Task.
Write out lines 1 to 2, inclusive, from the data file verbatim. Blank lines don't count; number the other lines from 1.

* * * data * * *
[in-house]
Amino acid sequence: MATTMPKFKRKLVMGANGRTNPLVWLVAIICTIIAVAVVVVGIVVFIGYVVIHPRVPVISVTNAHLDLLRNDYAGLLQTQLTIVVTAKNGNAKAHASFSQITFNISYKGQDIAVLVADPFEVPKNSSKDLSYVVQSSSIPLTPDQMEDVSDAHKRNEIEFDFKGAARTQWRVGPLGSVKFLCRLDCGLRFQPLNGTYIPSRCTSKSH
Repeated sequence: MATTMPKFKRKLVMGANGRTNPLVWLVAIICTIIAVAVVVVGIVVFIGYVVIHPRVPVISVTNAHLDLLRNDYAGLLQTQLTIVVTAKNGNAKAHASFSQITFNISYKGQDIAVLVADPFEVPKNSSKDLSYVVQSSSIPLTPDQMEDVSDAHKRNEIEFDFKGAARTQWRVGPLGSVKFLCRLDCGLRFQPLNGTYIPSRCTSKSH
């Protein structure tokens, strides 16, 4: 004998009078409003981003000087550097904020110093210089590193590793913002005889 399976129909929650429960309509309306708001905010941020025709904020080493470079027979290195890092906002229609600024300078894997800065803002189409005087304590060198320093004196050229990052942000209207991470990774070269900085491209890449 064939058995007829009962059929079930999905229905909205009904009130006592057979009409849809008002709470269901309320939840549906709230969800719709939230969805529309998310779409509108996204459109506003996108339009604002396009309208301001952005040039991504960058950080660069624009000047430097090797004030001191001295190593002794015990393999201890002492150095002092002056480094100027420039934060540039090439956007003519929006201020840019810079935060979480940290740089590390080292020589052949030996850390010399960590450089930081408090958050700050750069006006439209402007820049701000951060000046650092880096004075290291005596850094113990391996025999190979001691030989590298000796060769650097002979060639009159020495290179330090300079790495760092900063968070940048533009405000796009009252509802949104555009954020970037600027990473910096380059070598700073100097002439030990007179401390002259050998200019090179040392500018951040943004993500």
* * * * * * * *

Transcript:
[in-house]
Amino acid sequence: MATTMPKFKRKLVMGANGRTNPLVWLVAIICTIIAVAVVVVGIVVFIGYVVIHPRVPVISVTNAHLDLLRNDYAGLLQTQLTIVVTAKNGNAKAHASFSQITFNISYKGQDIAVLVADPFEVPKNSSKDLSYVVQSSSIPLTPDQMEDVSDAHKRNEIEFDFKGAARTQWRVGPLGSVKFLCRLDCGLRFQPLNGTYIPSRCTSKSH